IMAGES showing how a toilet block in Pontypool will be demolished and transformed into a restaurant as part of a £9 million plan have been released.
An extension, stretching out to the Italian Gardens in Pontypool Park, suspended on steel structures intended to resemble tree trunks and branches cradling its floor to ceiling glass walls, will be added to the Hanbury Road public toilets.
The toilet block will also be demolished and rebuilt to mirror its existing appearance with a new front entrance on Hanbury Road offering a view through to the suspended restaurant floor that will seat between 50 and 60 diners.
The UK Government awarded Torfaen Borough Council £7.6 million from its Levelling Up fund in January towards the Pontypool Cultural Hub Project that also includes the conversion of the nearby Grade II listed St James’ Church into a pop-up cinema, pop-up food and exhibition spaces and enhancements to the Glantorvaen multi-storey car park.
Pictures showing how stainless steel brown mesh panels will replace the existing brown, brick cladding on the car park have also been published.
The intention of revamping the “tired and jaded” car park, according to planning documents submitted on behalf of the authority to its planning department, is to boost natural light and tackle anti-social behaviour which it’s believed deters people from using it, especially at night.
The Cultural Hub project, which is being supported by a further £1.7m of council and private funds, is intended to breath new life into the centre of Pontypool by creating a nighttime economy and it is anticipated projects will be completed by March 2025.
By turning the Hanbury Road toilets into a restaurant it’s hoped it will help attract some of the 290,000 people who visit Pontypool Park every year into the town centre as well as creating a nighttime attraction.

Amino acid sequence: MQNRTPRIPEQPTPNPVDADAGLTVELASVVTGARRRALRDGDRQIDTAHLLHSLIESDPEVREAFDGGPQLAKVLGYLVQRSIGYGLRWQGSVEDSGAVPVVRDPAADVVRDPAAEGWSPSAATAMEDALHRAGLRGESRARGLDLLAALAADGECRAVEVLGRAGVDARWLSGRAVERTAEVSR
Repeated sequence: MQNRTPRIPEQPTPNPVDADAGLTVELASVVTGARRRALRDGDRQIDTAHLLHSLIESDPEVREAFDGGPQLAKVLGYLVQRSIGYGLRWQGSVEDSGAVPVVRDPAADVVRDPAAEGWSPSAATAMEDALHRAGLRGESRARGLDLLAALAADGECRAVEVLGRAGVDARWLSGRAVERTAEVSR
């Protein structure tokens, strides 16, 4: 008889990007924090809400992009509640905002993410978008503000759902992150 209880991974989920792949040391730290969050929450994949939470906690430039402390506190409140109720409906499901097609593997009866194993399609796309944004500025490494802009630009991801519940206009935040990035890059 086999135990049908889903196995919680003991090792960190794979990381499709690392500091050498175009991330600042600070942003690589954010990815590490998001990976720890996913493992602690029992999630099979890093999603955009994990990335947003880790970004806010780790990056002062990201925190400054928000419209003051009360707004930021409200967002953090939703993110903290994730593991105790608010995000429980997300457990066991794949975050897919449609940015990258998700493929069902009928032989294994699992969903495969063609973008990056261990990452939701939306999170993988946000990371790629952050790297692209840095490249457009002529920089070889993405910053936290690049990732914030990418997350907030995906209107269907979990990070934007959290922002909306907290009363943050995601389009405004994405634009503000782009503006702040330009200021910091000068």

The toilets are a two-storey building – although it appears to be just on the one level from Hanbury Road – that stretches down to the Italian Gardens that were created in around 1850 after Pontypool Park’s then-owner, John Hanbury, visited Italy and brought back plants.
An outdoor dining area will also be created, underneath the extension, with a food serving hatch to bring the part of the building in the park into public use.
The toilet block, which isn’t listed but on Hanbury Road is set next to the Grade II-listed War Memorial Gates, dates from between 1949 and 1971 and a separate public toilets will also provided in the building while new public toilets will be added to the Glantorvaen car park.
The car park will also have disabled parking spaces for the first time and electric vehicle charging spaces while on the third floor roof level parking will be under new canopies used as the base for solar panels.
The number of parking spaces on the third level, which is leased to the Tesco supermarket, will remain unchanged.
London-based real estate consultants GL Hearn is handling the planning applications on behalf of Torfaen council.
It has described the plans for the toilet block as “iconic, yet respectful” and said: “The proposal also maintains high quality public toilet provision for the town centre and this is something that the private sector alone would be reluctant to provide.”
On the car park it says the intention is to make it more attractive and said: “The proposals will help ‘design out crime’ through several measures including a new cascading stair which will remove blind corners and opportunities for anti-social behaviour. The stairway will be glazed providing daylight and will be lit at night. Visitors using the stairs will have clear views in all directions and users will feel safe when moving throughout.”
Internal areas will also be painted in light colours to improve lighting and the proposed cascade staircase is intended as a “user-friendly pedestrian route from the top deck to road level” with the current pedestrian access from the Tesco car park level to Glantorvaen Road described as “steep and feeling unsafe.”.
The plans are currently being considered by Torfaen Borough Council’s planning department and proposals for the renovation of the listed St James’ Church are yet to be published on the planning website.
In February Torfaen’s cabinet approved spending £150,000 on the planning applications, even though it hadn’t at that point signed an agreement with the government on the Levelling Up funding.
But it said tight timescales, with the funding having to be spent by March 2025, meant it would approve the spending which will be recouped once the funding is approved.